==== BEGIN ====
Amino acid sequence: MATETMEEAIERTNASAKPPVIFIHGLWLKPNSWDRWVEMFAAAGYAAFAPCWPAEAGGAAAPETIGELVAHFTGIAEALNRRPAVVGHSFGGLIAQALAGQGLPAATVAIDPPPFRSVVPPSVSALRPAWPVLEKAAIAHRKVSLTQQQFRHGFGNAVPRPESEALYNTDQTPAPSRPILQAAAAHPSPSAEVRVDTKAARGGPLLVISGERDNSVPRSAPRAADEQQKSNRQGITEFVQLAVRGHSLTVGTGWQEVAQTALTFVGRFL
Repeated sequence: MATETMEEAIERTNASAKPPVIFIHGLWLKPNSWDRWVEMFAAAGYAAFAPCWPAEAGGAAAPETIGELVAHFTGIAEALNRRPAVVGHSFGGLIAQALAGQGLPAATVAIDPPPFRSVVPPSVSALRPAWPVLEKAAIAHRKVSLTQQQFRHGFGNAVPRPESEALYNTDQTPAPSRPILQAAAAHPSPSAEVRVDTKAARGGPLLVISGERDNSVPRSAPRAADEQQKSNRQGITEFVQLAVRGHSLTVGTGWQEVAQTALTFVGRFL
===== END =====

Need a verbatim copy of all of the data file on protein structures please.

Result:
Amino acid sequence: MATETMEEAIERTNASAKPPVIFIHGLWLKPNSWDRWVEMFAAAGYAAFAPCWPAEAGGAAAPETIGELVAHFTGIAEALNRRPAVVGHSFGGLIAQALAGQGLPAATVAIDPPPFRSVVPPSVSALRPAWPVLEKAAIAHRKVSLTQQQFRHGFGNAVPRPESEALYNTDQTPAPSRPILQAAAAHPSPSAEVRVDTKAARGGPLLVISGERDNSVPRSAPRAADEQQKSNRQGITEFVQLAVRGHSLTVGTGWQEVAQTALTFVGRFL
Repeated sequence: MATETMEEAIERTNASAKPPVIFIHGLWLKPNSWDRWVEMFAAAGYAAFAPCWPAEAGGAAAPETIGELVAHFTGIAEALNRRPAVVGHSFGGLIAQALAGQGLPAATVAIDPPPFRSVVPPSVSALRPAWPVLEKAAIAHRKVSLTQQQFRHGFGNAVPRPESEALYNTDQTPAPSRPILQAAAAHPSPSAEVRVDTKAARGGPLLVISGERDNSVPRSAPRAADEQQKSNRQGITEFVQLAVRGHSLTVGTGWQEVAQTALTFVGRFL